Sunday, March 2, 2014

The fine line between nothing matters and everything matters

An acquaintance of mine and I used to often chant, "It just doesn't matter." We would look at the ways of the world and think to ourselves, "Seriously?"

Because in the larger scheme of things, nothing really mattered. We were all going to die some day. Whatever wealth (or debt), reputation, knowledge, even friendships that we gathered along the way during this journey of life, the bottom line was we will die and all that will be lost. Food for worms we would become.

It is a beguiling notion and, unsurprisingly, many Buddhists succumb to the siren's call of nihilism. In fact, in my "Buddhism" list on Twitter, I saw this Tweet:

"The problem with dinner banter is most people don't want to hear your views on how nothing matters."

It's difficult not to believe at times that the point of living is dying, or as Jake Shears of Scissor Sister so eloquently sings: "Happy yesterday to all, we were born to die."

Is that really all there is to it? Because if it is, then I don't give a shit about the debts I run up, let the poor suckers I leave behind deal with that. If the banks want to extend me that credit, then fine, I will use it to the max and not give a shit because in the end, when I'm dead, they ain't getting nothing.

Or is that all there is? Perhaps we are all born to die, but is that it?

Ah, nihilism, come here my pretty.

Buddhism is filled with practices and concepts that are frequently co-opted by the opportunistic and simplified to such an extreme that one's delusions become strengthened rather than eradicated. The concept of "mindfulness" is one in particular, as exemplified here (please be aware that I cite Justin's post not because I have any "skin in the game" regarding the Google busses, etc., but because it's an excellent example of how mindfulness gets dumbed-down into an elite practice of showy privilege).

Perhaps the most misinterpreted teaching of the Buddha's is that to the Kalamas, which is often distorted into a justification for doing whatever you can rationalize as being OK. As the venerable Bhikkhu Bodhi wrote:

"On the basis of a single passage, quoted out of context, the Buddha has been made out to be a pragmatic empiricist who dismisses all doctrine and faith, and whose Dhamma is simply a freethinker's kit to truth which invites each one to accept and reject whatever he likes."

This is nothing new. During the Buddha's lifetime there were others who confused the Dhamma for a doctrine of nihilism. In the Vajjiya Sutta, a group of wandering mendicants make such an assertion:

"Now wait a minute, householder. This contemplative Gotama whom you praise is a nihilist, one who doesn't declare anything."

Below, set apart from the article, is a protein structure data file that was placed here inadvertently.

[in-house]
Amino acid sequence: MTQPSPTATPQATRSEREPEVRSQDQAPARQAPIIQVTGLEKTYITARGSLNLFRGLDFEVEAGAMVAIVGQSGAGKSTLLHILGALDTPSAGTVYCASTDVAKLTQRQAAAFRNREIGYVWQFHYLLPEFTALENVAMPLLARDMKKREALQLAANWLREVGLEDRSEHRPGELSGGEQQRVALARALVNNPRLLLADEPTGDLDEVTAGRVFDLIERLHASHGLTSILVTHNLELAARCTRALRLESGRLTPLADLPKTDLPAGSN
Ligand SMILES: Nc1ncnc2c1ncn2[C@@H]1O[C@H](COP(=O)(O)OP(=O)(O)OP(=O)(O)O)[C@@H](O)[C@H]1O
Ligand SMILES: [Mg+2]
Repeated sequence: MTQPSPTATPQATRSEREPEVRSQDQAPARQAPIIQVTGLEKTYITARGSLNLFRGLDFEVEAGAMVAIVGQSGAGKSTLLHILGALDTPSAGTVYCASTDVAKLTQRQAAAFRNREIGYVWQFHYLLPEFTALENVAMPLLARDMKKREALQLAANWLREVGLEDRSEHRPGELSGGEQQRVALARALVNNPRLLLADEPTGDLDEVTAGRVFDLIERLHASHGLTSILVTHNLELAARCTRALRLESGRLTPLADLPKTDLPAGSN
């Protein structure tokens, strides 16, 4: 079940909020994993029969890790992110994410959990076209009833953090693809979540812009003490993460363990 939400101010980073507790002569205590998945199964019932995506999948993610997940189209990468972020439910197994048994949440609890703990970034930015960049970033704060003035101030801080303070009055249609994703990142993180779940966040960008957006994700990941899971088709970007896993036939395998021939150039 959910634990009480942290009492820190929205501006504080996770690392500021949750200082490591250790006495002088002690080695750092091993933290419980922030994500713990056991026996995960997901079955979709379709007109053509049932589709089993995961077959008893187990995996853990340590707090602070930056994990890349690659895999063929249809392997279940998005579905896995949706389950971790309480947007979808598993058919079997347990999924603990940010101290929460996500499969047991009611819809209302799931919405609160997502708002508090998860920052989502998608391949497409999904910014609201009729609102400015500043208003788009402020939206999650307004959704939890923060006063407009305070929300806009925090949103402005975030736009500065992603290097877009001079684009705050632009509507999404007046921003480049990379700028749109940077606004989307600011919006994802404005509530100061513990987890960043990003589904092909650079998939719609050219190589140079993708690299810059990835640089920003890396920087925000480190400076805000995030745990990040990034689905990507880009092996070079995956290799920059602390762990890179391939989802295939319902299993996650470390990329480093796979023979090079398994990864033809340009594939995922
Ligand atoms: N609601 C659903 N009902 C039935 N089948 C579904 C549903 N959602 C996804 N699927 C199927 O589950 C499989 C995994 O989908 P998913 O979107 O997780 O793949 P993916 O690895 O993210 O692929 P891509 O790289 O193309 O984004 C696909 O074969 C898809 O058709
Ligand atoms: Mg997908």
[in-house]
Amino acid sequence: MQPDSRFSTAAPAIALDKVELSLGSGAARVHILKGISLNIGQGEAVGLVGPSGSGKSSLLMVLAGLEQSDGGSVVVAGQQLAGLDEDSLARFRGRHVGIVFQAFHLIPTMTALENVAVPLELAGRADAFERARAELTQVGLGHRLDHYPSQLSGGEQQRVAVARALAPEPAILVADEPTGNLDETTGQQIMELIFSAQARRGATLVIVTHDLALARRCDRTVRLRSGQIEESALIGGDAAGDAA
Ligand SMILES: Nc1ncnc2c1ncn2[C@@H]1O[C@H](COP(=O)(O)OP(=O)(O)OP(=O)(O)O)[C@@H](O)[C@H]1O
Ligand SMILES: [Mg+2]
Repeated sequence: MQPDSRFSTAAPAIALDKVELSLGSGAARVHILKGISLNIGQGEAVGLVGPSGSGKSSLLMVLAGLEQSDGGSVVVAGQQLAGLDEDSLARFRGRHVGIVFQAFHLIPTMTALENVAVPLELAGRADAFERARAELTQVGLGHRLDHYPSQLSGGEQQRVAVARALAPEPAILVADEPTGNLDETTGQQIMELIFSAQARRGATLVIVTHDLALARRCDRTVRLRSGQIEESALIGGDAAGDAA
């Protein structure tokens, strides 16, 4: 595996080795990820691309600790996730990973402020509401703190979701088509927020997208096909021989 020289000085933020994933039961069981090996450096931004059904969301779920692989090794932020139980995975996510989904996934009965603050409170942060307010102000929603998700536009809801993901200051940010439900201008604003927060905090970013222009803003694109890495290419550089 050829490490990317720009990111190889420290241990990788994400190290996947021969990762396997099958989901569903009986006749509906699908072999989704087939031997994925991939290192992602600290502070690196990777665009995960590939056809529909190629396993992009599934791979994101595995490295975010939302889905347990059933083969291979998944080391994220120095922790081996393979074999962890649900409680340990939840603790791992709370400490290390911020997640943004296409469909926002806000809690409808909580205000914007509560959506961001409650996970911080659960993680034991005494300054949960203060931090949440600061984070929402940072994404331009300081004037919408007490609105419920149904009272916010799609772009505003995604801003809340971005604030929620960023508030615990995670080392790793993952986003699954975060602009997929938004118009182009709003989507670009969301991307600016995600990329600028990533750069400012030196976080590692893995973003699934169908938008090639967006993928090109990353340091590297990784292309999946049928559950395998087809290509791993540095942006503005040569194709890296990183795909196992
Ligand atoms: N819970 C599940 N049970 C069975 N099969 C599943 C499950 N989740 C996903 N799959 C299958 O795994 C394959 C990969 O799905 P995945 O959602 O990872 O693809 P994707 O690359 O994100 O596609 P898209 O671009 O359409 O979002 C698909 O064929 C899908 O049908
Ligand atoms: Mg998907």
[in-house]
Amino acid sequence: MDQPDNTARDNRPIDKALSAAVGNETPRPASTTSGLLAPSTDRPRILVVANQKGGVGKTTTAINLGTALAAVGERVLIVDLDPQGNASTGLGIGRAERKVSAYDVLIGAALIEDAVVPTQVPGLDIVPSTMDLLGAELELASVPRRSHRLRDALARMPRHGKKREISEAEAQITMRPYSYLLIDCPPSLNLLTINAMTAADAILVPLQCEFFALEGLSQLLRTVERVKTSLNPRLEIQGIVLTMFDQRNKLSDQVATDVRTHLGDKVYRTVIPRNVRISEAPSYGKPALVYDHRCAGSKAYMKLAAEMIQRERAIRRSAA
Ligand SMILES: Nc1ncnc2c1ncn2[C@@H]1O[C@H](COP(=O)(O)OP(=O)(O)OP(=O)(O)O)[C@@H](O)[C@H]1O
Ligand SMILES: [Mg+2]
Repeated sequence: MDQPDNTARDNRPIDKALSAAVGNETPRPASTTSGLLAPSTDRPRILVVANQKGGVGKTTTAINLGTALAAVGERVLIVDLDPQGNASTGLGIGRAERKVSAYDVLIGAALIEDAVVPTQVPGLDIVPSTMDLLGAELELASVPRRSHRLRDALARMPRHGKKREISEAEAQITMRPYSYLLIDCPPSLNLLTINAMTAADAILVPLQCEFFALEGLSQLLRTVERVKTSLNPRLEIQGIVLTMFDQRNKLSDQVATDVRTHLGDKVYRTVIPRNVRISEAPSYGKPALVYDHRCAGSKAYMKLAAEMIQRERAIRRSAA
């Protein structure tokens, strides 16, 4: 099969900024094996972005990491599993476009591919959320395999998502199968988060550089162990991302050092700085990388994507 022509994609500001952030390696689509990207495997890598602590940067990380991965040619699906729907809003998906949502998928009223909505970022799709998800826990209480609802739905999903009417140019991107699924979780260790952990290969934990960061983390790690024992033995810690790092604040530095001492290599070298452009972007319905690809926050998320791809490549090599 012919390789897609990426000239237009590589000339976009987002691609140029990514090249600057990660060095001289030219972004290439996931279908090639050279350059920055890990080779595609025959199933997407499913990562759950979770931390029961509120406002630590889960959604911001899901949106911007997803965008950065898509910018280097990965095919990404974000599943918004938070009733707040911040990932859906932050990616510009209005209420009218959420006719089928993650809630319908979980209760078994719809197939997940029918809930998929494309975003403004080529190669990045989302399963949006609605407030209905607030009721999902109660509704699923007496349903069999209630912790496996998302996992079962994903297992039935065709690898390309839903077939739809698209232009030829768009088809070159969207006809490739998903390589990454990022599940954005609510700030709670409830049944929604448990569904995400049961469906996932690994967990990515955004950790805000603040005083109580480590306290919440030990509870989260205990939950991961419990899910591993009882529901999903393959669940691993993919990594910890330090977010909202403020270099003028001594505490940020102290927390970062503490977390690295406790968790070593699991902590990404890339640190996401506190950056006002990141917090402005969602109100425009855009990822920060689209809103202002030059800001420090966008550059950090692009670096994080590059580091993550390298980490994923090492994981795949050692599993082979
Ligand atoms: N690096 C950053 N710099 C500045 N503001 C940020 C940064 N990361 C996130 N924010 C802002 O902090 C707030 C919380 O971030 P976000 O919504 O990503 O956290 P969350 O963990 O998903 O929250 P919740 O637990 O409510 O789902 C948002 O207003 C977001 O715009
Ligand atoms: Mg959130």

Interestingly, it's the lay follower Vajjiya Mahita who corrects these wandering mystics:

"I tell you, venerable sirs, that the Blessed One righteously declares that 'This is skillful.' He declares that 'This is unskillful.' Declaring that 'This is skillful' and 'This is unskillful,' he is one who has declared [a teaching]. He is not a nihilist, one who doesn't declare anything."

By declaring there are skillful ways to do things and unskillful ways to do things, the Buddha is quite clearly stating that yes, things do matter. Our actions matter. They matter because the intentions we form prior to our actions matter. The Noble Eightfold Path is all about the right ways to do things, presented with the understanding that there are wrong ways to do things. Or, the better way to explain it, there are skillful means and unskillful means. There are desired outcomes and outcomes to be avoided. The more we choose skillful actions, the more we experience desirable outcomes.

And none of this requires a belief in an afterlife. Being aware of that, the Buddha skillfully taught how we can "hedge our bets." By acting in accordance with the Dhamma, we're covered whether there is or is not an afterlife, whether there is rebirth or no rebirth. And clearly, we can experience the fruits of skillful living during our life now, as revealed in the opening verses of the Dhammapada.

The nihilist can speak with such aplomb about the fact that we all die and there's nothing that comes next. Yet, we do everything we can to extend whatever time we do have, to extend every moment of happiness we experience, and to avoid every unpleasant situation. This all becomes less frenetic once we become aware of the fact that we are where we are because of what we did in the past, and if we want to enjoy a happy future, then we need to pay attention to what we are doing right now in this moment.

Because it matters.


  1. You say, "and there's nothing that comes next." That hits the nail on the nail on the head. We never really know about anything including when we depart, but we do how we can affect others good or bad. Bad or negative action only bounces back on us double, and I am finally getting it, albeit s l o w l y paying attention. Thanks for this post.